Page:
Millennials Have The Power But Are not Using It In The Polls

By : Eric Levitz of Intelligencer

The United States, circa 2018, looks like a place run by people who know they’re going to die soon.

As “once in a lifetime” storms crash overour coasts five times a year — and the White House’s own climate researchsuggests that human civilization is on pace to perish before Barron Trump — our government is subsidizing carbon emissions like there’s no tomorrow. Meanwhile, America’s infrastructure is already “below standard,”and set to further deteriorate, absent hundreds of billions of dollars in new investment. Many of our public schools can’t afford to stock their classrooms with basic supplies, pay their teachers a living wage, or keep their doors open five days a week. Child-care costs are skyrocketing,the birth rate is plunging, and the baby-boomers, retiring. And, amid it all, our congressional representatives recently decided that the best thing they could possibly do with $1.5 trillion of borrowed money was to give large tax breaks to people like themselves.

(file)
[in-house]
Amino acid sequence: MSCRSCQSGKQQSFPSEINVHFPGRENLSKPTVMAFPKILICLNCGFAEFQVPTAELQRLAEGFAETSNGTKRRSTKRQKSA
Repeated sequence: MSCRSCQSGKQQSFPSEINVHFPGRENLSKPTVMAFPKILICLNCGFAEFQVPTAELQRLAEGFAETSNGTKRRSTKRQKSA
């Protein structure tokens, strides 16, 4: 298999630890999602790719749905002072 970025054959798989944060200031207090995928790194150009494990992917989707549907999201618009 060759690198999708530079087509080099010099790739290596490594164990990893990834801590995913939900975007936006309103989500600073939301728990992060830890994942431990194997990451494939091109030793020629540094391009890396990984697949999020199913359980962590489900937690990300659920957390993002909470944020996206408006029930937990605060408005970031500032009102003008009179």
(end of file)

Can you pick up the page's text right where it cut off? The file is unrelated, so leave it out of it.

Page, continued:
There are many plausible explanations for why America has embraced “carpe diem” as its governing philosophy. Our ruling political party is dominated by geriatric billionaires and millenarian Christians; our electoral system gives politicians little incentive to prioritize the nation’s long-term well-being over their constituents’ immediate gratification; and the conservative movement’s decades-long assault on “big government” has constrained the public sector’s capacity to invest in the future. But all these causes of American misrule are informed and exacerbated by this overriding fact: Young people vote much less than those who aren’t long for this Earth.

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